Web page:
Latinos voters are simply not going to be happy with an outcome that keeps Latino immigrants on the margins of society. And if the GOP is identified as the key obstacle stopping a path to citizenship for Latino immigrants, the party will have accomplished little towards Sean Hannity’s goal of getting the issue behind them. Should the GOP lead a bill with too many punitive measures, or should the bill pass with little GOP support, any electoral advantage that might come to the GOP from moving the immigration issue forward could be lost or, worse, backfire. Our election eve poll found that 31% of our respondents would be more likely to support a Republican if the party took the lead on reforming immigration. Electoral benefits, alas, will require constructive action.

Reasonable, but not excessive, prerequisites to status adjustment: The debate over comprehensive immigration reform is also likely to produce considerable disagreement regarding the requirements to adjust status for those already living in the US without documents. In June 2011, we asked a sample of Latino registered voters what their views were with respect to several of the provisions debated in the 2006 and 2007 efforts.

Latino voters are very comfortable with requirements regarding old or outstanding taxes, criminal background checks, continuous residence in the US and the learning of English. The community is more or less evenly divided on a provision for directly fining people, and a majority oppose touch-back provisions that requires undocumented residents of the US to return to nations of origin to complete the paperwork process.
More generous treatment of “Dream”-eligible youth. By now, the polling in all aspect of American society is well understood. Americans by very large margins are uncomfortable and unhappy with subjecting minors with punitive measures when they committed no violation of their own. In November of 2011, 58% of all voters regardless of race or ethnicity supported the Dream Act, compared with only 28% opposed. Among Latinos, the numbers were 84% support to 11% opposition.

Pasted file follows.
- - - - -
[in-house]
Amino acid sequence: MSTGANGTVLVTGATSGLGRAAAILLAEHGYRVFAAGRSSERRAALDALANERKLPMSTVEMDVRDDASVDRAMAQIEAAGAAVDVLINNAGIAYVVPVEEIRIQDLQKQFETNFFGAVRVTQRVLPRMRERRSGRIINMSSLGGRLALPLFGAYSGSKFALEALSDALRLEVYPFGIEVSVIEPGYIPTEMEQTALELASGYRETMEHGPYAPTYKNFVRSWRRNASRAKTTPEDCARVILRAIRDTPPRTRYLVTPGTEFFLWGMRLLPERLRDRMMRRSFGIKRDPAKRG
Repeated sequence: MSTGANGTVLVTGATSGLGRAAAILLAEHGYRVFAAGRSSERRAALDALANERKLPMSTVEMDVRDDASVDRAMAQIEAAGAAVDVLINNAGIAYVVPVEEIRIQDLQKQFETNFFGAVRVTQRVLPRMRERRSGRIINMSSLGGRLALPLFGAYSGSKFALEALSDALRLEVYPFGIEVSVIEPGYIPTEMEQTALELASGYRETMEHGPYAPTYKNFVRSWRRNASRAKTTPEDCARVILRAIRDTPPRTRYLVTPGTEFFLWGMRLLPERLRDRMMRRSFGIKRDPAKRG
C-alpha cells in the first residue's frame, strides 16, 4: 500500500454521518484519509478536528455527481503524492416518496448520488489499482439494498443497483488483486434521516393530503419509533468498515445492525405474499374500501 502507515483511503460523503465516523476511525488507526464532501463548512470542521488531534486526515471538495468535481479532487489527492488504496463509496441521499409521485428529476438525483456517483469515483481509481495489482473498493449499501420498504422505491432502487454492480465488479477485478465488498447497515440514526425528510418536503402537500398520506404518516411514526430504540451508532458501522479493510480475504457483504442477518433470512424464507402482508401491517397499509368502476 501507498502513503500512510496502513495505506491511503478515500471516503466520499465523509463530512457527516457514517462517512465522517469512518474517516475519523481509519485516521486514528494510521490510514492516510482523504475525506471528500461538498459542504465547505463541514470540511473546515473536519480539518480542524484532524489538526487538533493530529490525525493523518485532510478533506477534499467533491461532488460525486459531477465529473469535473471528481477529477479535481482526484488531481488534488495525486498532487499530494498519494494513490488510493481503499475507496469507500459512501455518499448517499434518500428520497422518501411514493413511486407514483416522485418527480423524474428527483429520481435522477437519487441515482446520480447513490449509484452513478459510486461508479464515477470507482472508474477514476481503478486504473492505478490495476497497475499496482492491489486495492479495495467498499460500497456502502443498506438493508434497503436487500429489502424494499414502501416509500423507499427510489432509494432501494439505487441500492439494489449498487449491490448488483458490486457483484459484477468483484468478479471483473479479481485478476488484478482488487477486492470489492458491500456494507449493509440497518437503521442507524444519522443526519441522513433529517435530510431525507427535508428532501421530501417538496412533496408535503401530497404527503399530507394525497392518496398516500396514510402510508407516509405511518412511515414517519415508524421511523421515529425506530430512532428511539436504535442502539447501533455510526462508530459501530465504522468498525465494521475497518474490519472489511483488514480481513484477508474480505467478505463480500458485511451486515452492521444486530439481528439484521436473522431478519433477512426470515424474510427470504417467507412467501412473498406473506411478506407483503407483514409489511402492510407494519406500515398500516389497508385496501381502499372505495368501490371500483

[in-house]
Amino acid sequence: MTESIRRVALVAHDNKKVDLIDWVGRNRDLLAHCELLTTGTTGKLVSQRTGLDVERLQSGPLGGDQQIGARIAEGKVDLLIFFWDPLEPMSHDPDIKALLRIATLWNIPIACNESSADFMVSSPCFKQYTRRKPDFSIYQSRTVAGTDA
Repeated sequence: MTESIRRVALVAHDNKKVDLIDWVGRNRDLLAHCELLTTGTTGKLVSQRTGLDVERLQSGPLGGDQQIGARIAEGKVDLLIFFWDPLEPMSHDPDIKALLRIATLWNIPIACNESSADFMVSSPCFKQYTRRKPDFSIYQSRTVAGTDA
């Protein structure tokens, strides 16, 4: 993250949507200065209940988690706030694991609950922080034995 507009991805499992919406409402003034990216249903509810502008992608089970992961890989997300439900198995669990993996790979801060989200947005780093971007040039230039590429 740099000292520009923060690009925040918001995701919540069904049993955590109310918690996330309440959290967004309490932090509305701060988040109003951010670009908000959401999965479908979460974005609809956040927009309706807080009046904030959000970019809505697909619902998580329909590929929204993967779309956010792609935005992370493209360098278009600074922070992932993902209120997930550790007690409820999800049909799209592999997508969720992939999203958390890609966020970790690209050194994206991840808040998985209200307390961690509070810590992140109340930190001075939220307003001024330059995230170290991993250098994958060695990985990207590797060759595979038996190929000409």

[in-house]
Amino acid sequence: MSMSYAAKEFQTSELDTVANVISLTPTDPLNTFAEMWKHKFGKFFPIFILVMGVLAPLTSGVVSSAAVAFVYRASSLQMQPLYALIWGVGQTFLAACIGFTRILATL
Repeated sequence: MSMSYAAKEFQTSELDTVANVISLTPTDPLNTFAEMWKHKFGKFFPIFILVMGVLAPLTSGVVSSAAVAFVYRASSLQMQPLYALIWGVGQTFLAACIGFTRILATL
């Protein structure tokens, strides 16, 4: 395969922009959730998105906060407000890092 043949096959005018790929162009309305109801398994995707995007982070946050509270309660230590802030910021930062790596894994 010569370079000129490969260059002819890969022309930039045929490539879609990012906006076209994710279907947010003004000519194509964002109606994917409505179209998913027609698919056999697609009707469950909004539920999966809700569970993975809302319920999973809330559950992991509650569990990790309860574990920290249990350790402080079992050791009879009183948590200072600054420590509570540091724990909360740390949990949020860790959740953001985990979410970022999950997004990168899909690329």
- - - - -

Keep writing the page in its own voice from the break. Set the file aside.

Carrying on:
The Dream Act as a stand-alone measure is popular but would not, by itself, solve the GOP problem with Latino voters. In the presence of a more comprehensive reform, however, young people brought to the US by their parents, who are achieving, should receive more favorable treatment under a comprehensive plan.

Majorities of all Americans, even a majority of all Republicans, favor a comprehensive approach to immigration reform that includes a path to US citizenship. Similarly, large majorities of all Americans see immigrant youth—blameless for their presence is the US –deserve more favorable treatment. And there is considerable consensus among Latino voters regarding reasonable requirements for status adjustment.

Gary Segura is Co-Founder and Principal of Latino Decisions, which distributed this article. He is a Professor of American Politics at Stanford University, where he is also Chair of Chicana/o Studies, Center for Comparative Studies in Race and Ethnicity.